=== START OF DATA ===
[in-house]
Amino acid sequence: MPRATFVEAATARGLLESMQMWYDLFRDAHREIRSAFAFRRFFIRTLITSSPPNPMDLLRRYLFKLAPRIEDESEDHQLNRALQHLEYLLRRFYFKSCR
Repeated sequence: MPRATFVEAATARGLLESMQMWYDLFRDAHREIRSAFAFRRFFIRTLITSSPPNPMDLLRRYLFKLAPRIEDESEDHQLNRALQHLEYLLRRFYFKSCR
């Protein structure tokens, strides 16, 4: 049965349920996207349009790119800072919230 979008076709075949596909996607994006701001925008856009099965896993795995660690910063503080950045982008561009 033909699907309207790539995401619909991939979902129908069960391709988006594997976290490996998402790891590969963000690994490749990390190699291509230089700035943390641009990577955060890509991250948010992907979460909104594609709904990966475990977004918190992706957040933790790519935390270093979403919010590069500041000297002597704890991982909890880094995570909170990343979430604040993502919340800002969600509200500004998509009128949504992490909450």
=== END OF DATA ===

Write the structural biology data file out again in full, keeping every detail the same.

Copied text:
[in-house]
Amino acid sequence: MPRATFVEAATARGLLESMQMWYDLFRDAHREIRSAFAFRRFFIRTLITSSPPNPMDLLRRYLFKLAPRIEDESEDHQLNRALQHLEYLLRRFYFKSCR
Repeated sequence: MPRATFVEAATARGLLESMQMWYDLFRDAHREIRSAFAFRRFFIRTLITSSPPNPMDLLRRYLFKLAPRIEDESEDHQLNRALQHLEYLLRRFYFKSCR
């Protein structure tokens, strides 16, 4: 049965349920996207349009790119800072919230 979008076709075949596909996607994006701001925008856009099965896993795995660690910063503080950045982008561009 033909699907309207790539995401619909991939979902129908069960391709988006594997976290490996998402790891590969963000690994490749990390190699291509230089700035943390641009990577955060890509991250948010992907979460909104594609709904990966475990977004918190992706957040933790790519935390270093979403919010590069500041000297002597704890991982909890880094995570909170990343979430604040993502919340800002969600509200500004998509009128949504992490909450």